Hurricane Nate gathered strength and speed Friday and overnight, and might make landfall on the Mississippi coast near Gulfport or Biloxi, according to the National Weather Service.
Its expected course has also shifted to the west, meaning Athens and northeast Georgia might avoid the worst of the storm.
But the storm could still bring wind gusts of 40 mph and heavy rains to central and north Georgia beginning late Saturday and into Sunday, according to forecasters.
Nate’s forward motion is relatively fast at 22 mph, which is both good and bad news for north and central Georgia, said David Nadler of the National Weather Service’s Peachtree City weather station during an 11 a.m. Saturday webinar.
The increased speed means the storm will pass through more quickly, but it also means Nate will be stronger when it arrives than if it were moving more slowly.
Downed trees and power outages are likely, Nadler said.
There’s also the possibility of brief tornadoes. The east-northeast sector of the storm will saw through Georgia, and that’s the portion of “deepest instability,” he said.
The time when tornado potential is highest will be about 10 a.m. to 10 p.m. Sunday, he said.
The National Weather Service placed metro LaGrange, Atlanta and other northwest and north-central Georgia areas west of Interstate Highway 75 under a tropical storm watch. Athens is outside the tropical storm watch, but the watch area could expand as the storm progresses, Nadler said.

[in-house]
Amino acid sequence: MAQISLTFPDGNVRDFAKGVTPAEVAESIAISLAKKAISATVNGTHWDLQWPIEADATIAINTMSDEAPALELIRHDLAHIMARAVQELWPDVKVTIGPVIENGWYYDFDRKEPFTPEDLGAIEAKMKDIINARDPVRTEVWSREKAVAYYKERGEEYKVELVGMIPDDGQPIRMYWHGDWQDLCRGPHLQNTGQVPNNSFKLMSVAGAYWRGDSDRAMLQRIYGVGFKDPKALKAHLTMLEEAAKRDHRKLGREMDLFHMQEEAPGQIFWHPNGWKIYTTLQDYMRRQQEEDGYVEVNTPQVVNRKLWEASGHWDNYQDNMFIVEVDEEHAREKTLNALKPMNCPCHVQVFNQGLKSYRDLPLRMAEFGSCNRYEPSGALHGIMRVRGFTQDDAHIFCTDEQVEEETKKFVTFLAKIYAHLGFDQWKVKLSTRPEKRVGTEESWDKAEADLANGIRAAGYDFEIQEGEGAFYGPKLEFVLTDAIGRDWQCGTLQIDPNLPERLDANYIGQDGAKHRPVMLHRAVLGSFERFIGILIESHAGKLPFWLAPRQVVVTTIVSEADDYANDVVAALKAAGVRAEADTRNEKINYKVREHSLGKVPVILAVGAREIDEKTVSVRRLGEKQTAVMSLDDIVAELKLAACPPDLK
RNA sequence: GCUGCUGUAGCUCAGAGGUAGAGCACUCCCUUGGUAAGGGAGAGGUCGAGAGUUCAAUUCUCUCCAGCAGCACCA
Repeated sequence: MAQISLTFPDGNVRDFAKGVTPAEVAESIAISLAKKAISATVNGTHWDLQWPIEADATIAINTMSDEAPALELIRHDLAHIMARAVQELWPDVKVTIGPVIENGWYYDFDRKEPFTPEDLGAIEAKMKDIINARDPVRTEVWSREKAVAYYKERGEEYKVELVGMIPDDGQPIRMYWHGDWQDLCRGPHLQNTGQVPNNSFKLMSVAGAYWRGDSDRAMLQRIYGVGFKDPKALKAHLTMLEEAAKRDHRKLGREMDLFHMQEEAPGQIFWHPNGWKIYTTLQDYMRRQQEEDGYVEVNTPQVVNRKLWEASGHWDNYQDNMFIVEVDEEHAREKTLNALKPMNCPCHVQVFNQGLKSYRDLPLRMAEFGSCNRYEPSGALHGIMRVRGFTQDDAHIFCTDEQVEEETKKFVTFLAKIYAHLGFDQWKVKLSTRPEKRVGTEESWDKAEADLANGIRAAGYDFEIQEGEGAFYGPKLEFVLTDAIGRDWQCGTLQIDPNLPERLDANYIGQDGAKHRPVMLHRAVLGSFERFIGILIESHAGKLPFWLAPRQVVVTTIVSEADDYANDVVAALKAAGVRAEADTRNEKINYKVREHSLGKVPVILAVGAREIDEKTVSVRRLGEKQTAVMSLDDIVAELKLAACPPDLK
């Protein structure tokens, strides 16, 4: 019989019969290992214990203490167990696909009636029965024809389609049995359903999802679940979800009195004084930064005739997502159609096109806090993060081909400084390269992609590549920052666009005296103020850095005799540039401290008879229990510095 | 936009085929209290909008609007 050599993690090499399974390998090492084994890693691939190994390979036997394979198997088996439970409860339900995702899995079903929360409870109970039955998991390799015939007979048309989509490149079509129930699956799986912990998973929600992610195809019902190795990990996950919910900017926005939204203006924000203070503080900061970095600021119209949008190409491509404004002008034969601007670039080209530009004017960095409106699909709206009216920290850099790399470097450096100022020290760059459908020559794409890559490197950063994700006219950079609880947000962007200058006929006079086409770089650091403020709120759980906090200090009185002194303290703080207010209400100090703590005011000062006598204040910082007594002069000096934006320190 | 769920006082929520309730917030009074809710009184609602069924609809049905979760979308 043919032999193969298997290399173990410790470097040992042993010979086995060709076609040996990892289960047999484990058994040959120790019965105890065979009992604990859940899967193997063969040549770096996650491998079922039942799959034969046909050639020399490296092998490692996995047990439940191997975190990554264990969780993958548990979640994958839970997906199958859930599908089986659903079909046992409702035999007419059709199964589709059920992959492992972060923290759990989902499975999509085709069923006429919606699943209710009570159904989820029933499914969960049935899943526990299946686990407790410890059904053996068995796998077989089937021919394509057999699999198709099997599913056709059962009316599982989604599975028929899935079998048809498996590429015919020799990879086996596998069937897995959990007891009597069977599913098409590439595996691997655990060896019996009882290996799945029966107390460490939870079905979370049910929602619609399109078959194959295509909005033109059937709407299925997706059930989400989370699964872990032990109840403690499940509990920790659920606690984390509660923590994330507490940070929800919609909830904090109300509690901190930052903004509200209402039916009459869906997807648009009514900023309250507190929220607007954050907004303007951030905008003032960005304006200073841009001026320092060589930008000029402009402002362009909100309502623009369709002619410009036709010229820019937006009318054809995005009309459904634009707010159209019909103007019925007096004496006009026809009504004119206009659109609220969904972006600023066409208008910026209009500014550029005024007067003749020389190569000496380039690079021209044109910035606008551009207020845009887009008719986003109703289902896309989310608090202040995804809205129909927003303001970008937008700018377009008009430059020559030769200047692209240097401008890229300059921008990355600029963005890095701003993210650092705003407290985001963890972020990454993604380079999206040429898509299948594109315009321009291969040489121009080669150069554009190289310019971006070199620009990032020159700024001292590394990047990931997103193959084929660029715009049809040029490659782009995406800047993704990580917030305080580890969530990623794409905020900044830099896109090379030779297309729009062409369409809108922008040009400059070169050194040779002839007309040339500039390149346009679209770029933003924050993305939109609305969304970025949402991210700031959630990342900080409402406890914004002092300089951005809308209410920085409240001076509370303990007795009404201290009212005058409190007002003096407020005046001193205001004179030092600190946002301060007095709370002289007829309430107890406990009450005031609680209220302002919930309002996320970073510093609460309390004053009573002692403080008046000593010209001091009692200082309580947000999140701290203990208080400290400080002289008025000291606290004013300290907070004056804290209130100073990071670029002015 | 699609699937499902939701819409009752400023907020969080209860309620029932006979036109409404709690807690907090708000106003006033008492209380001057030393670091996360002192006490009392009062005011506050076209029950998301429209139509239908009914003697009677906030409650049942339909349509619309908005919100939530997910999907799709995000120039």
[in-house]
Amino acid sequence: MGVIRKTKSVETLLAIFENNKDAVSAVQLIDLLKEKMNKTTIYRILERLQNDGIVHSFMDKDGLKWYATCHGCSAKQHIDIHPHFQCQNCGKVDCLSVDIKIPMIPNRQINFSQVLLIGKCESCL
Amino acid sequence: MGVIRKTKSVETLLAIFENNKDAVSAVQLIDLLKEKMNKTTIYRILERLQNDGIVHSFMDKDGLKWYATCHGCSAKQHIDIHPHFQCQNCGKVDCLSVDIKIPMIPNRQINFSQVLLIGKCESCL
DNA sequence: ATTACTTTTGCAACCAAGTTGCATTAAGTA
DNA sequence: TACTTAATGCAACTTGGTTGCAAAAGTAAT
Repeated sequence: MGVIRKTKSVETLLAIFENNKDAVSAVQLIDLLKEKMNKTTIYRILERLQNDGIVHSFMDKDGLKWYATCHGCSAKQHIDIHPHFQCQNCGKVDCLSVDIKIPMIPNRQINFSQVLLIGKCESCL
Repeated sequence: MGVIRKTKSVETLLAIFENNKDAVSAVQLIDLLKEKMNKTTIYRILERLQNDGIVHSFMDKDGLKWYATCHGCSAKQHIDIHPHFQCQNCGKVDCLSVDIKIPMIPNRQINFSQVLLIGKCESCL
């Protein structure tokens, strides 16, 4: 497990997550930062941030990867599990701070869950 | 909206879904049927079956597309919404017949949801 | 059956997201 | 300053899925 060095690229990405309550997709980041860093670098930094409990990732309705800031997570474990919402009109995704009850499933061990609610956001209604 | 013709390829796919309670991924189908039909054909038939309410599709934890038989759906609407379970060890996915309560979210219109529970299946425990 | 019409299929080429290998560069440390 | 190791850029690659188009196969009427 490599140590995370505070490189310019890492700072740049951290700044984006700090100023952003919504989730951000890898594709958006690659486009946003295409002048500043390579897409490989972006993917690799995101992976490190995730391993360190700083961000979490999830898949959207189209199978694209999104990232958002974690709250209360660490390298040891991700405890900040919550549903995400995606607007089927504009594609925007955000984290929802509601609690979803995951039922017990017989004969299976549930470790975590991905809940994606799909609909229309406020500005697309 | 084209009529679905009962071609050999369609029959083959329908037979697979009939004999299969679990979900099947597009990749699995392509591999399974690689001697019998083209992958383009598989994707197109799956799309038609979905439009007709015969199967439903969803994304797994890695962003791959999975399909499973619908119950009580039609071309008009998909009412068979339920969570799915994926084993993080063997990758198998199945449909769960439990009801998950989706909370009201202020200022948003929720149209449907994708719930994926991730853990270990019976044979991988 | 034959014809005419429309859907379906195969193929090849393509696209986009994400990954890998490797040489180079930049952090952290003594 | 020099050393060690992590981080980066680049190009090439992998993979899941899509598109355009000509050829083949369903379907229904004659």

Much of north Georgia, including Gainesville, Blairsville, Rome and Dalton, are under a flash flood watch.
The most likely time during which tropical storm conditions would arrive in north and central Georgia is between 2 a.m. to 2 p.m. Sunday.
As of Saturday morning, forecasters had Athens right on the border of two wind probability zones; one predicting gusts of 20 to 30 mph, another forecasting gusts of 25 to 35 mph.
Atlanta could see winds of up to 40 mph, and Nate might bring gusts of 40 to 50 mph to northwest Georgia, according to forecasters.
However, All those forecasts are subject to change as Nate moves inland.
But the state can expect brief stronger gusts in rain bands as the storms moves north and east, along with stronger gusts over ridge tops and exposed areas, Nadler said.
The storm is expected to bring 1 to 3 inches of rain to north and central Georgia, though some areas could see higher amounts.
Beginning Sunday night into Monday, Nate is likely to have moved well north of the Athens area and weather conditions will calm, forecasters believe.
That means government offices and schools should be able to open as normal Monday, but workers who’d have to respond for blocked roads, power outages and the like are on standby, said Oconee County Emergency Management Agency Director C.J. Worden.
“We’re not really worried, but we’re preparing,” he said.
Power companies such as Jackson EMC were also preparing for the storm Saturday, with workers here as well as with cooperating utilities out of state on standby.
Jackson EMC’s April Sorrow advised homeowners to make sure cell phones and other electronic devices are charged, in case the power goes out. Because of the dangers of power surges, air conditioners should also be turned off before the storm arrives, and devices such as TV sets, computers and DVD players should be unplugged.
It’s also a good idea to secure outdoor items that might be pushed by high winds and cause damage, such as patio furniture, or move them indoors, she said.